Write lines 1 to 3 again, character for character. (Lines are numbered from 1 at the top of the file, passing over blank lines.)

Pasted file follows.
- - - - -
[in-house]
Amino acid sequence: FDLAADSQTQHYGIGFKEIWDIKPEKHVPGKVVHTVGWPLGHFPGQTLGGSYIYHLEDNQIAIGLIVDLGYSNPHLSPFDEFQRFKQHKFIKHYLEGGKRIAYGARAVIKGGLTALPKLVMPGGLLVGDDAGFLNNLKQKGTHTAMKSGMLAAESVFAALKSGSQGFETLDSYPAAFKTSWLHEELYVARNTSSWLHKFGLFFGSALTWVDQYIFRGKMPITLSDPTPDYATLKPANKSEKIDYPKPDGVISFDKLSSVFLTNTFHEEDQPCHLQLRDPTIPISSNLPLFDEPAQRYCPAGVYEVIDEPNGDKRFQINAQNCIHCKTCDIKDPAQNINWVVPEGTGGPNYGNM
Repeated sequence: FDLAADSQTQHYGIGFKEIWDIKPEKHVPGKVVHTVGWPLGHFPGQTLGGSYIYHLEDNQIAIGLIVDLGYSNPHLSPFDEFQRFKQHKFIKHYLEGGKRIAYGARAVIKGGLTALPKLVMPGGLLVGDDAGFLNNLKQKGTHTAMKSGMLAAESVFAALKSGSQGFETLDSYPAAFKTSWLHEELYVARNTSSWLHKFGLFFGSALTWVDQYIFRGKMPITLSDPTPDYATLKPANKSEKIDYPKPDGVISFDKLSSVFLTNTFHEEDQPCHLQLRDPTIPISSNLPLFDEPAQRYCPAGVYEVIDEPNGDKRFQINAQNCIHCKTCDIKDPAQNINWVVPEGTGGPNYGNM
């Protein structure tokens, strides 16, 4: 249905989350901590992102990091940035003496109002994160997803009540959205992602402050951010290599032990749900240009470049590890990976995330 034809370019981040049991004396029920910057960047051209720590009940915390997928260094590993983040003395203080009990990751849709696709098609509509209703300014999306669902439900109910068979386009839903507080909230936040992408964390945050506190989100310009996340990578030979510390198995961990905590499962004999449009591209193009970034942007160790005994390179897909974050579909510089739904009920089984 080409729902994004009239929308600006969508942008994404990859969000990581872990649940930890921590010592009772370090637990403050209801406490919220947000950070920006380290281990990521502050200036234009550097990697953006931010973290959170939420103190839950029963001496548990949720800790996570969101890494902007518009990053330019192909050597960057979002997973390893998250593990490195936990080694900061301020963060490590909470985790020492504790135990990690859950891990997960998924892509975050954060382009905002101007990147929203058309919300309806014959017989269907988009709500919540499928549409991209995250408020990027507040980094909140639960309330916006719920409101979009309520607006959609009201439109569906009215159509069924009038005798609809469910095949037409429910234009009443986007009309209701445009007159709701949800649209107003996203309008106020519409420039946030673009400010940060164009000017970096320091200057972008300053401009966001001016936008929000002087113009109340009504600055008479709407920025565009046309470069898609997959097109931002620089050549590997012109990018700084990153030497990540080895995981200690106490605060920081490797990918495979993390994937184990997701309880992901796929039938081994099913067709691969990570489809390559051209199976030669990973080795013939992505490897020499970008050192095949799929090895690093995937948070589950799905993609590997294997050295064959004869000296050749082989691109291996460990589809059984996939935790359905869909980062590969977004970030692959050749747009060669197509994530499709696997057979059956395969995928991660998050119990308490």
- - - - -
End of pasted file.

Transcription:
[in-house]
Amino acid sequence: FDLAADSQTQHYGIGFKEIWDIKPEKHVPGKVVHTVGWPLGHFPGQTLGGSYIYHLEDNQIAIGLIVDLGYSNPHLSPFDEFQRFKQHKFIKHYLEGGKRIAYGARAVIKGGLTALPKLVMPGGLLVGDDAGFLNNLKQKGTHTAMKSGMLAAESVFAALKSGSQGFETLDSYPAAFKTSWLHEELYVARNTSSWLHKFGLFFGSALTWVDQYIFRGKMPITLSDPTPDYATLKPANKSEKIDYPKPDGVISFDKLSSVFLTNTFHEEDQPCHLQLRDPTIPISSNLPLFDEPAQRYCPAGVYEVIDEPNGDKRFQINAQNCIHCKTCDIKDPAQNINWVVPEGTGGPNYGNM
Repeated sequence: FDLAADSQTQHYGIGFKEIWDIKPEKHVPGKVVHTVGWPLGHFPGQTLGGSYIYHLEDNQIAIGLIVDLGYSNPHLSPFDEFQRFKQHKFIKHYLEGGKRIAYGARAVIKGGLTALPKLVMPGGLLVGDDAGFLNNLKQKGTHTAMKSGMLAAESVFAALKSGSQGFETLDSYPAAFKTSWLHEELYVARNTSSWLHKFGLFFGSALTWVDQYIFRGKMPITLSDPTPDYATLKPANKSEKIDYPKPDGVISFDKLSSVFLTNTFHEEDQPCHLQLRDPTIPISSNLPLFDEPAQRYCPAGVYEVIDEPNGDKRFQINAQNCIHCKTCDIKDPAQNINWVVPEGTGGPNYGNM